As shown in FIG. 1, the base aperture now provides an access port to the meter whereby a suitable programming probe or connector can be inserted into the aperture and plugged into a mating connector 78 to program the meter register electronics. Other suitable devices may also be inserted through the base aperture to service the meter. For example, a battery installation and removal tool could be inserted to replace a battery utilized to provide power to the meter electronics. References which disclose a meter having a connector such as connector 78 and which disclose a programmer having a programming probe for insertion in the base aperture are described in the aforementioned references, U.S. Pat. No. 4,050,020 and application Ser. No. 881,503 and application Ser. No. 724,040, both filed Sept. 17, 1976, entitled "PORTABLE PROGRAMMER FOR TIME OF DAY METERING REGISTER SYSTEM AND METHOD OF USING SAME", and assigned to the assignee of the present invention.
Let it now be assumed that the operator swings the hatch closed and turns the key counterclockwise to lock the hatch by positioning the cam follower and actuator arm to the position shown in FIGS. 2, 3 and 4. He can now remove the key.
Assume now that an operator, having read the demand register indicator dials 12, wants to reset the meter electronics for the next billing period. To do this, he inserts a second or different key, with the notch 76 up, and rotates the lock counterclockwise from the locked position. As illustrated in FIG. 7, the actuator-lock arm cam follower 72 frictionally maintains contact with the cam surface 24 during this latter rotation keeping the hatch locked. The operator will continue rotating the lock counterclockwise until the actuator tip 68 actuates the reset switch 70. Actuation of the reset switch, which is connected to the meter electronics, effects the generation of a reset signal to reset the electronics, thus preparing the register and the electronics for the next billing period. A meter disclosing a demand register and the electronics having a reset switch such as switch 70 is disclosed in the aforementioned patent application Ser. No. 881,503. In that application, the reset switch 70 is disclosed as a switch 41.
After the switch 70 has been actuated, the operator now rotates the lock clockwise back to the locked position (FIG. 3) where he can then remove the second or reset key. The hatch is now in its locked and sealed position, preventing access or meter tampering by unauthorized personnel. Note that the pivot 40 of the hinge is concealed between the members 36 and 36' so that the hatch cannot be removed without dismantling the entire apparatus.
From the preceding, it is quite obvious that two different keys would not be required for the invention to function, as a single key lock could be used which would allow complete clockwise and counterclockwise rotation of the lock in the manner described. However, from the utility company point of view, a dual key lock is desirable. By having two keys, one for meter access and one for meter reset, the access key can be issued to only authorized service personnel for entry to the register for servicing and the reset key can be issued only to authorized meter reading personnel.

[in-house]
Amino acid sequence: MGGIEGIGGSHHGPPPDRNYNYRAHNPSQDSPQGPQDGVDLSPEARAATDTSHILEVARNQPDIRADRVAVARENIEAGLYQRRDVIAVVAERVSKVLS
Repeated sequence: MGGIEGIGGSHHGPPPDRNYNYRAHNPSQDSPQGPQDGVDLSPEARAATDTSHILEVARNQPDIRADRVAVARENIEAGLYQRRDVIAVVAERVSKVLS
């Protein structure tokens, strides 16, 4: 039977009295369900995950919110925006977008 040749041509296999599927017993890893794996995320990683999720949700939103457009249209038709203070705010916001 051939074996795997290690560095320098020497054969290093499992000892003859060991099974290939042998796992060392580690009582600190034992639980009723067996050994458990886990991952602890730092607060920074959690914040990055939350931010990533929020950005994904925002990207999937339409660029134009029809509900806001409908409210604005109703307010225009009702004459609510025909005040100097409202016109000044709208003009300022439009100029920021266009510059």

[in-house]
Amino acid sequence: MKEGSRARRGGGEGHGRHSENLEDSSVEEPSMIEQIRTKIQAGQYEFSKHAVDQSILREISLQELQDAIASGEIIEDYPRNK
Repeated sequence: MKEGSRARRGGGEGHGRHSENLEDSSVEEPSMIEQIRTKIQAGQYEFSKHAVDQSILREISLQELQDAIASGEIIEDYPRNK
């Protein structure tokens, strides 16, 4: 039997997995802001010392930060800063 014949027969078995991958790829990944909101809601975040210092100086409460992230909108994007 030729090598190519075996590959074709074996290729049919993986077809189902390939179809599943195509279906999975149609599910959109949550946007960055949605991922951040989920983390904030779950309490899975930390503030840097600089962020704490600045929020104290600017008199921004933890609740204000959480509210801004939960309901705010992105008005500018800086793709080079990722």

Although not shown in the drawing, weather sealing gaskets are preferred between the shoulder 20 of the base 16 and the housing 14, and also between the shoulder 50 of barrel 48 and the hatch plate 44.
Also, the lock 46 preferably has built in stops so that the lock can only be rotated to a limited degree in either direction from the locked position. These stops prevent over-stressing the reset switch 70 by excessive torque applied to the lock shaft by the operator turning the key and also to allow the actuator-lock arm to stop at the precise place in relation to the hinge 32 to aid in opening the hatch. Additionally, a stop is preferably employed in the lock at its locked position, thus simplifying the insertion and removal of the keys.
While the described embodiment pertains to apparatus for actuating a reset switch to control the register electronics and for gaining access to the electronics for programming, it should be understood that the invention has applications with other devices and meters of a mechanical or electromechanical nature requiring similar access and control.
It will be apparent to those skilled in the art from the foregoing description of the present invention, that various improvements and modifications can be made in it without departing from the true scope of the invention. Accordingly, it is the intention to encompass within the scope of the appended claims the true limits and spirit of the invention.
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|US856556 *||Jan 31, 1907||Jun 11, 1907||Corbin Cabinet Lock Company||Lock.|
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|Citing Patent||Filing date||Publication date||Applicant||Title|
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|US4602211 *||Nov 10, 1983||Jul 22, 1986||General Electric Co.||Multiple external control actuator for electronic demand register|
|US4959607 *||Sep 25, 1989||Sep 25, 1990||General Electric Company||Restrictor for multiple switch external control actuator for electronic energy meter|
|US5049810 *||Sep 22, 1989||Sep 17, 1991||Landis & Gyr Metering, Inc.||Watt-hour meter cover with battery hatch reset switch and optical communication port|
|US5514959 *||Dec 27, 1994||May 7, 1996||General Electric Company||Electric meter including a switch cover lockable in an open position|
|EP0168279A1 *||May 31, 1985||Jan 15, 1986||Manufacture D'appareillage Electrique De Cahors||Casing, in particular for electricity meters or the like|
|U.S. Classification||324/103.00R, 70/134, 235/144.0MA, 324/157|
|International Classification||G01R11/64, G01R11/04, G01R11/24|
|Cooperative Classification||G01R22/066, G01R11/64, Y10T70/5341, G01R11/04|
|European Classification||G01R22/06D3, G01R11/04, G01R11/64|